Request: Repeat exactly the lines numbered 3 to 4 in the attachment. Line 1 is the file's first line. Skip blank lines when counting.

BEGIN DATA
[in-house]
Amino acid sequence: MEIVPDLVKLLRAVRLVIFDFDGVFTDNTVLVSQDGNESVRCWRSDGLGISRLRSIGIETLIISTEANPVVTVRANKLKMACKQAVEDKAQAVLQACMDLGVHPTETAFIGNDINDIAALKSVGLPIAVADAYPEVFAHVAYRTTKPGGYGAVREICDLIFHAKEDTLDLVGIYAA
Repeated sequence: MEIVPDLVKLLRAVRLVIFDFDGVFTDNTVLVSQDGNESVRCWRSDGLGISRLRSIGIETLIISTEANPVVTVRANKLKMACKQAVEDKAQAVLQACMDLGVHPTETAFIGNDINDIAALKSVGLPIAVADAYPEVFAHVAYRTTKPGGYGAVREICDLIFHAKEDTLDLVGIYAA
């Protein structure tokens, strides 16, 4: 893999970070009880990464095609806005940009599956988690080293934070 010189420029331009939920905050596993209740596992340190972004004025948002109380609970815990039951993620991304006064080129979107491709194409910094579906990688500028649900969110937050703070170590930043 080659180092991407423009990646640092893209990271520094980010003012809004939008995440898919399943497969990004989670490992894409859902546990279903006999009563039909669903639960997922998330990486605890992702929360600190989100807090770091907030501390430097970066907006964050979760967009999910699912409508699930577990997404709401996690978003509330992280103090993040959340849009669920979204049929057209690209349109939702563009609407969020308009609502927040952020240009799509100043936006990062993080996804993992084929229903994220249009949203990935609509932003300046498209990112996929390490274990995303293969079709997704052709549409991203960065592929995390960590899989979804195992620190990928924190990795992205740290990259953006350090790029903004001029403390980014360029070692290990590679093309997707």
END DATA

Repeated sequence: MEIVPDLVKLLRAVRLVIFDFDGVFTDNTVLVSQDGNESVRCWRSDGLGISRLRSIGIETLIISTEANPVVTVRANKLKMACKQAVEDKAQAVLQACMDLGVHPTETAFIGNDINDIAALKSVGLPIAVADAYPEVFAHVAYRTTKPGGYGAVREICDLIFHAKEDTLDLVGIYAA
């Protein structure tokens, strides 16, 4: 893999970070009880990464095609806005940009599956988690080293934070 010189420029331009939920905050596993209740596992340190972004004025948002109380609970815990039951993620991304006064080129979107491709194409910094579906990688500028649900969110937050703070170590930043 080659180092991407423009990646640092893209990271520094980010003012809004939008995440898919399943497969990004989670490992894409859902546990279903006999009563039909669903639960997922998330990486605890992702929360600190989100807090770091907030501390430097970066907006964050979760967009999910699912409508699930577990997404709401996690978003509330992280103090993040959340849009669920979204049929057209690209349109939702563009609407969020308009609502927040952020240009799509100043936006990062993080996804993992084929229903994220249009949203990935609509932003300046498209990112996929390490274990995303293969079709997704052709549409991203960065592929995390960590899989979804195992620190990928924190990795992205740290990259953006350090790029903004001029403390980014360029070692290990590679093309997707």